Folder 7: Gayton, Miriam

Translator Independence County health department (female, age 40, originally from El Salvador), describes illegal immigration 1990s, fines & administrative path to citizenship, deteriorating situation in hometown, concerns for family there. Describes health department program, her role as translator. Describes family’s mixed cultural heritage – husband U.S. citizen Mexican background ; she learned Tex-Mex, also prepares puposas and other Salvadoran specialties. Discusses purchase of home, celebration of some holidays – differences due to Salvadoran calendar and church affiliation. Recommends pastors of church. [Note: became U.S. citizen in course of Sojourner project.]

Folder 8: Harville, Lupe

Community volunteer & translator (female, U.S. citizen of Mexican heritage, age 43) describes family background in Acapulco; immigration to U.S. circa 1986 to learn English; work in California restaurants; courtship & marriage to Anglo man who became physician. Discusses her volunteer work translating in Batesville schools, at White River Medical Center, women’s shelter & her husband’s ob-gyn practice. Discusses machismo, male violence in Hispanic culture, comments on an experience while on hospital advisory board; her self-education via a rigorous reading program. Notes social –cultural differences among cities in western & eastern U.S. and small town Arkansas; her children’s identity questions; difficulties migrants face in personal lives –hopes & fears of such a move. Tells of discriminatory incident in California, assistance of husband’s family in that situation; difficulties of caring for aging parents who wish to remain in Mexico; deteriorating conditions there.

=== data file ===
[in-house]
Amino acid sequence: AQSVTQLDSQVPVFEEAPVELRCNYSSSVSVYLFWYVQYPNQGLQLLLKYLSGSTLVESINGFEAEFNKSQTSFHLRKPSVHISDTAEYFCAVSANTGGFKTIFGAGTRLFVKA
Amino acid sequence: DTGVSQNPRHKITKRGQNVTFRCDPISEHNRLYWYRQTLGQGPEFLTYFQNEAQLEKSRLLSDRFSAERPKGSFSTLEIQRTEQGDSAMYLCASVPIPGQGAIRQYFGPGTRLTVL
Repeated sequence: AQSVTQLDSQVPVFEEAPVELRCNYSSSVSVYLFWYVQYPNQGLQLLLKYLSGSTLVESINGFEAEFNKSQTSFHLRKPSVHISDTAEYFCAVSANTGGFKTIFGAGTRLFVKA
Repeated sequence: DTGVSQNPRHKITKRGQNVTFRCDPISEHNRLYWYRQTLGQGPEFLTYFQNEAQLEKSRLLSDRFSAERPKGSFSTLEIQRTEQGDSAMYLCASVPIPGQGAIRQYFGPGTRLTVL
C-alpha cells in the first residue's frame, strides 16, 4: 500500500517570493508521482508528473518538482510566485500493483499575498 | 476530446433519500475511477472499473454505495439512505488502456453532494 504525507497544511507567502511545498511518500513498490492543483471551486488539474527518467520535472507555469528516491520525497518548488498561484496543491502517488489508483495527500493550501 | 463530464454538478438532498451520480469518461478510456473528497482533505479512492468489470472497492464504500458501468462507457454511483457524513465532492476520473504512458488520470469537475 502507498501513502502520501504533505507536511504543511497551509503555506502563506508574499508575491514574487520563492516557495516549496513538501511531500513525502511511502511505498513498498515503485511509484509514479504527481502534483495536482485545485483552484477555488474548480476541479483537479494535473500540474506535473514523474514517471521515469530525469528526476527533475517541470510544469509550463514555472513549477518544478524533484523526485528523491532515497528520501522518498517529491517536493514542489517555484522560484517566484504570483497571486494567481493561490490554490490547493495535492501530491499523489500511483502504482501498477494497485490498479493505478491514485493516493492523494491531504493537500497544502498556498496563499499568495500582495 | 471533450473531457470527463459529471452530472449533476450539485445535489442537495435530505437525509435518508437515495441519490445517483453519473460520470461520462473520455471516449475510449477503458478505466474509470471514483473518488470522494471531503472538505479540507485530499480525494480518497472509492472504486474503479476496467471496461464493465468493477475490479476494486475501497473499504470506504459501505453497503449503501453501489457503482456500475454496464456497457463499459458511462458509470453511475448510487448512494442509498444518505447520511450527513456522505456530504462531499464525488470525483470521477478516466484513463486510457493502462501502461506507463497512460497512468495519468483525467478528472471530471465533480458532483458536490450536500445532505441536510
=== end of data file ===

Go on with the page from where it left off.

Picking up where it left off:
Folder 9: Hernandez, Guillermo